Cracking the SAT now available for handhelds

(From eSchool News September 2005 print edition)

Franklin Electronic Publishing has a license agreement with Random House to publish The Princeton Review’s “Cracking the SAT” for the first time on a handheld electronic device. The result is a product called The Princeton Review Pocket Prep for the New SAT, a portable interactive handheld tutor designed to improve SAT scores with a complete test-preparation system that lets students prepare anywhere, the companies say.

This interactive handheld solution offers a complete Princeton Review test preparation suite for the new SAT. Features include self-directed verbal, math, and essay questions; practice exam diagnostics; practice drills; flash cards with 5,000 SAT vocabulary words; links to a Merriam-Webster dictionary and thesaurus; a custom user word list; an advanced grammar guide; and a calculator. Timed, full-length practice SAT exams with answers and explanations also are available.

The same Princeton Review test-prep features are available to Verizon cell-phone users (and soon for other carriers’ platforms) through a new, patent-pending push technology from VOCEL. The Princeton Review can now deliver content to teens on their phones whenever test preparation fits into students’ schedules.

Students can use their mobile phones to get interactive, hands-on practice, strategies, and tips in much the same way they’d play a game or download a ring tone. Once downloaded, the content resides in the phone, so test-prep applications can be accessed even if there is no phone signal.

“For parents and students looking for every competitive edge for school and college admissions, a cell phone can now deliver another new way to learn: early, often, everywhere, and in bite-sized pieces,” said Andy Lutz, vice president of program development for The Princeton Review. “Anything has a bit more cache when it involves the phone. We’ve honestly been surprised at just how excited students are about the idea of SAT preparation via their mobile phones.”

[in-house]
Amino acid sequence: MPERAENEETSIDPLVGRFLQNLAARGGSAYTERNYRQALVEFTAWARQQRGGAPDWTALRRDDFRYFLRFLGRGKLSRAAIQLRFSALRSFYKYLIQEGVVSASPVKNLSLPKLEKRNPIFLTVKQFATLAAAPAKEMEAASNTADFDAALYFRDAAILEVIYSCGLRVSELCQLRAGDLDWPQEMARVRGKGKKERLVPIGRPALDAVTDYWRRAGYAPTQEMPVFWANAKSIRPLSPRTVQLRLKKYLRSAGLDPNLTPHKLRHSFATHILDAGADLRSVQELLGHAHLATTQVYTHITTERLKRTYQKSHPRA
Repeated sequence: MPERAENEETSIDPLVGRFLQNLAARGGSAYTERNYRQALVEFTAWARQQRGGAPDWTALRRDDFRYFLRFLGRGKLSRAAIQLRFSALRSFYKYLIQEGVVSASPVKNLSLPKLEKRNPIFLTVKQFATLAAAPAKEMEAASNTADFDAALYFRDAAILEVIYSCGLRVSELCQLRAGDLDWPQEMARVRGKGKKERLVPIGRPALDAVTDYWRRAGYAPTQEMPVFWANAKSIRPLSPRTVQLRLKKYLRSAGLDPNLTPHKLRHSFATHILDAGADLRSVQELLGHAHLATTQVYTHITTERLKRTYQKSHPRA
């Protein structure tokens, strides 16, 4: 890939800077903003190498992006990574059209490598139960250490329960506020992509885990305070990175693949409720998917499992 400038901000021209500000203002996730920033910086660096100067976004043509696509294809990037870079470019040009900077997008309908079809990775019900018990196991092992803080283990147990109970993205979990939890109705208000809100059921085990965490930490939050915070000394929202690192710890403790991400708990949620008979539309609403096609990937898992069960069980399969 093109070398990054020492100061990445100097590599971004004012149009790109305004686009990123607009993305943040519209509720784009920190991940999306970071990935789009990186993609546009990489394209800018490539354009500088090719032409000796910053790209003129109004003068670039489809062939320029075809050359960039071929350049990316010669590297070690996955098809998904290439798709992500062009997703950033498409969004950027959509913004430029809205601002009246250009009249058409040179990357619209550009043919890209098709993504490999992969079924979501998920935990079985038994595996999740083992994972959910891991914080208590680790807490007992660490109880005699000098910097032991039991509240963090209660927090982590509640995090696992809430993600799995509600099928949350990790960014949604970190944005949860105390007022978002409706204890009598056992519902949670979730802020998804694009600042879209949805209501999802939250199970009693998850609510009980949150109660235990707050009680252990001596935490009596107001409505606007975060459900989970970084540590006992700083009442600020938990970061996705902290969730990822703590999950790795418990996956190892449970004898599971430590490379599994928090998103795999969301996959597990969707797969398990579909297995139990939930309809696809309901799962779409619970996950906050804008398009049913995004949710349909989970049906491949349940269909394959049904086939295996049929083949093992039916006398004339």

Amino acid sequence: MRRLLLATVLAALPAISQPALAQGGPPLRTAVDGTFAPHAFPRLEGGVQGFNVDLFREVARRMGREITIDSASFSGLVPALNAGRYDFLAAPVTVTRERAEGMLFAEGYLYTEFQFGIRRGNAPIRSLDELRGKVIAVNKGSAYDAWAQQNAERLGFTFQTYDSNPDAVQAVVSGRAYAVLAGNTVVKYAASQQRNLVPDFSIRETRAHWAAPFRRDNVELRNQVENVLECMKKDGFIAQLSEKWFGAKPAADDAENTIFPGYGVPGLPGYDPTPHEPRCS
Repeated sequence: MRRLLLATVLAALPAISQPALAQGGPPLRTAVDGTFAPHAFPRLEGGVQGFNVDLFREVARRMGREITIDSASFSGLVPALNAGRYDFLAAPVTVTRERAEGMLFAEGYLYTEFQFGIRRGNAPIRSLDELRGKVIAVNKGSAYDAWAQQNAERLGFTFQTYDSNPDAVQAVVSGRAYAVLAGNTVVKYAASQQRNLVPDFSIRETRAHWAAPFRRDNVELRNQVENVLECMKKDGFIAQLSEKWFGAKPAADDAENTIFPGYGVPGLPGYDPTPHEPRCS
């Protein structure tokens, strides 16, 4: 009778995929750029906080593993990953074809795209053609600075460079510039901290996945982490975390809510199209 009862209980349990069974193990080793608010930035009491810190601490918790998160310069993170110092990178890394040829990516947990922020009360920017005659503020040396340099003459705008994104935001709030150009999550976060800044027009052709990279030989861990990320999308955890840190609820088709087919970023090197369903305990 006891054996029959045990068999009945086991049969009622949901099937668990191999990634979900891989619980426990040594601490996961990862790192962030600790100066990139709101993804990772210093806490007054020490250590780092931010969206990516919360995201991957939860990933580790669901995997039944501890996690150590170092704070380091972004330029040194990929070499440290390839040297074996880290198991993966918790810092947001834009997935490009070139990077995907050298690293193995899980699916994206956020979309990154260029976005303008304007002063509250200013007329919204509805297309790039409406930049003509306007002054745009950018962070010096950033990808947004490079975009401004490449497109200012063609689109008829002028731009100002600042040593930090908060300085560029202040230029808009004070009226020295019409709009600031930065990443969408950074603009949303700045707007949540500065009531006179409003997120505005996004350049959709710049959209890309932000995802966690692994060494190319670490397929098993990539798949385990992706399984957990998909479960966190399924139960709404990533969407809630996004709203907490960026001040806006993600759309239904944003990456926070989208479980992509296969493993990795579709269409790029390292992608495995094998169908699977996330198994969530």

The cell-phone version includes graphics, vibrations, and sound effects designed to make the lessons more compelling. A special feature even allows parents to be notified about their child’s progress by phone or eMail.

The Princeton Review chose to tailor this service to standard cellular phones because research shows about half of American young people (ages 13-17) have a cell phone, making these devices much more ubiquitous among teens and college students than personal digital assistants (PDAs) and other handheld devices.

VOCEL uses QUALCOMM’s BREW solution to incorporate its cutting-edge “push” technology into this application. The technology permits students to choose their own test-prep schedule.

“My 15-year-old son is not yet disciplined enough to study for the SAT on his own,” said Carl Washburn, chief executive officer of VOCEL. “This technology is a godsend–SAT practice questions are automatically being sent to his phone throughout the day. The practice questions are impossible to ignore. Now he is answering SAT practice questions each day without my having to nag him to study.”

The handheld device retails through Franklin for $149.95. To get the cellular phone service through VOCEL, users must purchase or own a compatible phone. If the user is enrolled as a Princeton Review SAT prep student, she or he can download the course free of charge for a four-month period. If not, the service costs approximately $5.75 each month.

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